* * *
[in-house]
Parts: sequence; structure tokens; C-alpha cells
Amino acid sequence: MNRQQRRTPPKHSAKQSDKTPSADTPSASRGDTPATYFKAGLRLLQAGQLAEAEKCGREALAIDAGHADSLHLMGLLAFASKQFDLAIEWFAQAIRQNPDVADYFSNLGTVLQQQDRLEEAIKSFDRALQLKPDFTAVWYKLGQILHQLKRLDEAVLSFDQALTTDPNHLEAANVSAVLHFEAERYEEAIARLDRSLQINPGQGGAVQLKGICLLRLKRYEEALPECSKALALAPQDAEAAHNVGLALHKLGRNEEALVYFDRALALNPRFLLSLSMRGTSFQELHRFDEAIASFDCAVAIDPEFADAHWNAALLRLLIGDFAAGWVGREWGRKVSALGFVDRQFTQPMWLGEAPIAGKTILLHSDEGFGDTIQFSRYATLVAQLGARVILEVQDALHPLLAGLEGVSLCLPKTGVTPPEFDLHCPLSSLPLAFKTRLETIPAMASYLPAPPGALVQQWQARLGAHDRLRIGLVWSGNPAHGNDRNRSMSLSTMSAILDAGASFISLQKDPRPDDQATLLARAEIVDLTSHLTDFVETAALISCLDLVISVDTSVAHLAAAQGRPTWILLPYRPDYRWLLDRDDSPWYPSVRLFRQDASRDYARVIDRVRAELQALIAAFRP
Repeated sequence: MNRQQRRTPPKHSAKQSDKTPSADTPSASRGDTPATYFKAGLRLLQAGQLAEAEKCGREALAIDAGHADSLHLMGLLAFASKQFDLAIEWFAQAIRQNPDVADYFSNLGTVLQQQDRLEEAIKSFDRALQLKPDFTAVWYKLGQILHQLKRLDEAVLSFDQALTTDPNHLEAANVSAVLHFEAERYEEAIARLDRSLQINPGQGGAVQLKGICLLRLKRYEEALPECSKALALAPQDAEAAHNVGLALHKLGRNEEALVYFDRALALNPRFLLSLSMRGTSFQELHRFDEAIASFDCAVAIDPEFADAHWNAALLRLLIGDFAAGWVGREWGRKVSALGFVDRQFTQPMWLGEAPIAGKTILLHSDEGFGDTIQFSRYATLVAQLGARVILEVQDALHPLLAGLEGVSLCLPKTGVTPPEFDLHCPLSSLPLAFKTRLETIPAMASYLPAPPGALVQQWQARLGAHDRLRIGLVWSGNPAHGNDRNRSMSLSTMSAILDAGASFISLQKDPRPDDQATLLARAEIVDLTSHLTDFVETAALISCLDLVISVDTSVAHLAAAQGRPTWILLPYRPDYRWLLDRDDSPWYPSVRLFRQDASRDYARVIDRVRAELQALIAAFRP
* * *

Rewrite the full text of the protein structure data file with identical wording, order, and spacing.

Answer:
[in-house]
Parts: sequence; structure tokens; C-alpha cells
Amino acid sequence: MNRQQRRTPPKHSAKQSDKTPSADTPSASRGDTPATYFKAGLRLLQAGQLAEAEKCGREALAIDAGHADSLHLMGLLAFASKQFDLAIEWFAQAIRQNPDVADYFSNLGTVLQQQDRLEEAIKSFDRALQLKPDFTAVWYKLGQILHQLKRLDEAVLSFDQALTTDPNHLEAANVSAVLHFEAERYEEAIARLDRSLQINPGQGGAVQLKGICLLRLKRYEEALPECSKALALAPQDAEAAHNVGLALHKLGRNEEALVYFDRALALNPRFLLSLSMRGTSFQELHRFDEAIASFDCAVAIDPEFADAHWNAALLRLLIGDFAAGWVGREWGRKVSALGFVDRQFTQPMWLGEAPIAGKTILLHSDEGFGDTIQFSRYATLVAQLGARVILEVQDALHPLLAGLEGVSLCLPKTGVTPPEFDLHCPLSSLPLAFKTRLETIPAMASYLPAPPGALVQQWQARLGAHDRLRIGLVWSGNPAHGNDRNRSMSLSTMSAILDAGASFISLQKDPRPDDQATLLARAEIVDLTSHLTDFVETAALISCLDLVISVDTSVAHLAAAQGRPTWILLPYRPDYRWLLDRDDSPWYPSVRLFRQDASRDYARVIDRVRAELQALIAAFRP
Repeated sequence: MNRQQRRTPPKHSAKQSDKTPSADTPSASRGDTPATYFKAGLRLLQAGQLAEAEKCGREALAIDAGHADSLHLMGLLAFASKQFDLAIEWFAQAIRQNPDVADYFSNLGTVLQQQDRLEEAIKSFDRALQLKPDFTAVWYKLGQILHQLKRLDEAVLSFDQALTTDPNHLEAANVSAVLHFEAERYEEAIARLDRSLQINPGQGGAVQLKGICLLRLKRYEEALPECSKALALAPQDAEAAHNVGLALHKLGRNEEALVYFDRALALNPRFLLSLSMRGTSFQELHRFDEAIASFDCAVAIDPEFADAHWNAALLRLLIGDFAAGWVGREWGRKVSALGFVDRQFTQPMWLGEAPIAGKTILLHSDEGFGDTIQFSRYATLVAQLGARVILEVQDALHPLLAGLEGVSLCLPKTGVTPPEFDLHCPLSSLPLAFKTRLETIPAMASYLPAPPGALVQQWQARLGAHDRLRIGLVWSGNPAHGNDRNRSMSLSTMSAILDAGASFISLQKDPRPDDQATLLARAEIVDLTSHLTDFVETAALISCLDLVISVDTSVAHLAAAQGRPTWILLPYRPDYRWLLDRDDSPWYPSVRLFRQDASRDYARVIDRVRAELQALIAAFRP